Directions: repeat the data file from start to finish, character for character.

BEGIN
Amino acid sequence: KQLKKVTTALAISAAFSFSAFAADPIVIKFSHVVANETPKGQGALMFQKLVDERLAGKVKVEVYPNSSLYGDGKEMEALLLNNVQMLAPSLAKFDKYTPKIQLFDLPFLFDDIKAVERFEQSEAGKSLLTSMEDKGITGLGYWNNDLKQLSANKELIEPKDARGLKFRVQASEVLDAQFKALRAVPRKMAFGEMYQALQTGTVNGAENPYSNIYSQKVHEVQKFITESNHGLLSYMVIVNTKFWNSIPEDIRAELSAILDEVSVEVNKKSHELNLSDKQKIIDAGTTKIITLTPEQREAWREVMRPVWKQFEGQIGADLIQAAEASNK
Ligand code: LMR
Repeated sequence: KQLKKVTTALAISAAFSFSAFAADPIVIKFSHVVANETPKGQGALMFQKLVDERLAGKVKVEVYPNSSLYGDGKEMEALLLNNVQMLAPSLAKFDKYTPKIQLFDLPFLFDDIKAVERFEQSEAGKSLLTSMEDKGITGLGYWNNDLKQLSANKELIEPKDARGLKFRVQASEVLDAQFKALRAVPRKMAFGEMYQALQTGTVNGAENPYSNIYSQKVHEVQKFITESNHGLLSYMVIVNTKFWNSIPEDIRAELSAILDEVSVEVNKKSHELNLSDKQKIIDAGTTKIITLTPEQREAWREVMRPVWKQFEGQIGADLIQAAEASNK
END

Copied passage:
Amino acid sequence: KQLKKVTTALAISAAFSFSAFAADPIVIKFSHVVANETPKGQGALMFQKLVDERLAGKVKVEVYPNSSLYGDGKEMEALLLNNVQMLAPSLAKFDKYTPKIQLFDLPFLFDDIKAVERFEQSEAGKSLLTSMEDKGITGLGYWNNDLKQLSANKELIEPKDARGLKFRVQASEVLDAQFKALRAVPRKMAFGEMYQALQTGTVNGAENPYSNIYSQKVHEVQKFITESNHGLLSYMVIVNTKFWNSIPEDIRAELSAILDEVSVEVNKKSHELNLSDKQKIIDAGTTKIITLTPEQREAWREVMRPVWKQFEGQIGADLIQAAEASNK
Ligand code: LMR
Repeated sequence: KQLKKVTTALAISAAFSFSAFAADPIVIKFSHVVANETPKGQGALMFQKLVDERLAGKVKVEVYPNSSLYGDGKEMEALLLNNVQMLAPSLAKFDKYTPKIQLFDLPFLFDDIKAVERFEQSEAGKSLLTSMEDKGITGLGYWNNDLKQLSANKELIEPKDARGLKFRVQASEVLDAQFKALRAVPRKMAFGEMYQALQTGTVNGAENPYSNIYSQKVHEVQKFITESNHGLLSYMVIVNTKFWNSIPEDIRAELSAILDEVSVEVNKKSHELNLSDKQKIIDAGTTKIITLTPEQREAWREVMRPVWKQFEGQIGADLIQAAEASNK